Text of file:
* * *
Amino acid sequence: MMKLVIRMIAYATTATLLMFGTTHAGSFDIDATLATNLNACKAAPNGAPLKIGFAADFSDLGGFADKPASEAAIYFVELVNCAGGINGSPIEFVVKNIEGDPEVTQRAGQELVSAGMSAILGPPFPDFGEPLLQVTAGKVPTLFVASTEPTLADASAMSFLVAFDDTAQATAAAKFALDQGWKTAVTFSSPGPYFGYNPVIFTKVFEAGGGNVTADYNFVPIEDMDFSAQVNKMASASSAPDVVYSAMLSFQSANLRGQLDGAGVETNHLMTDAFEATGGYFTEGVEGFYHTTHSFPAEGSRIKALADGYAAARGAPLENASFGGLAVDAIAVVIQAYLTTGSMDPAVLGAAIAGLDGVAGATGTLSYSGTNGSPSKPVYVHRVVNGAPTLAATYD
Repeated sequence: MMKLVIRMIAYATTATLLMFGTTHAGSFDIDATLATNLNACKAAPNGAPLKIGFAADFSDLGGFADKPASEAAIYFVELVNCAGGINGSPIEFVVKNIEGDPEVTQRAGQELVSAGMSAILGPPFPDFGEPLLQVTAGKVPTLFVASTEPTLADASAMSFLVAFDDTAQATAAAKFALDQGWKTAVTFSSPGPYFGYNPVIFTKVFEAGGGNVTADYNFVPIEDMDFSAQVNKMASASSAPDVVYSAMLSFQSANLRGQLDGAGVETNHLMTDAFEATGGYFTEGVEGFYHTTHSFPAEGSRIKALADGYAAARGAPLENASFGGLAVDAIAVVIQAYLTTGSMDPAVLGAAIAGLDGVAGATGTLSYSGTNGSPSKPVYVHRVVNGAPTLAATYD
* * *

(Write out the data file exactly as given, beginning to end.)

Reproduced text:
Amino acid sequence: MMKLVIRMIAYATTATLLMFGTTHAGSFDIDATLATNLNACKAAPNGAPLKIGFAADFSDLGGFADKPASEAAIYFVELVNCAGGINGSPIEFVVKNIEGDPEVTQRAGQELVSAGMSAILGPPFPDFGEPLLQVTAGKVPTLFVASTEPTLADASAMSFLVAFDDTAQATAAAKFALDQGWKTAVTFSSPGPYFGYNPVIFTKVFEAGGGNVTADYNFVPIEDMDFSAQVNKMASASSAPDVVYSAMLSFQSANLRGQLDGAGVETNHLMTDAFEATGGYFTEGVEGFYHTTHSFPAEGSRIKALADGYAAARGAPLENASFGGLAVDAIAVVIQAYLTTGSMDPAVLGAAIAGLDGVAGATGTLSYSGTNGSPSKPVYVHRVVNGAPTLAATYD
Repeated sequence: MMKLVIRMIAYATTATLLMFGTTHAGSFDIDATLATNLNACKAAPNGAPLKIGFAADFSDLGGFADKPASEAAIYFVELVNCAGGINGSPIEFVVKNIEGDPEVTQRAGQELVSAGMSAILGPPFPDFGEPLLQVTAGKVPTLFVASTEPTLADASAMSFLVAFDDTAQATAAAKFALDQGWKTAVTFSSPGPYFGYNPVIFTKVFEAGGGNVTADYNFVPIEDMDFSAQVNKMASASSAPDVVYSAMLSFQSANLRGQLDGAGVETNHLMTDAFEATGGYFTEGVEGFYHTTHSFPAEGSRIKALADGYAAARGAPLENASFGGLAVDAIAVVIQAYLTTGSMDPAVLGAAIAGLDGVAGATGTLSYSGTNGSPSKPVYVHRVVNGAPTLAATYD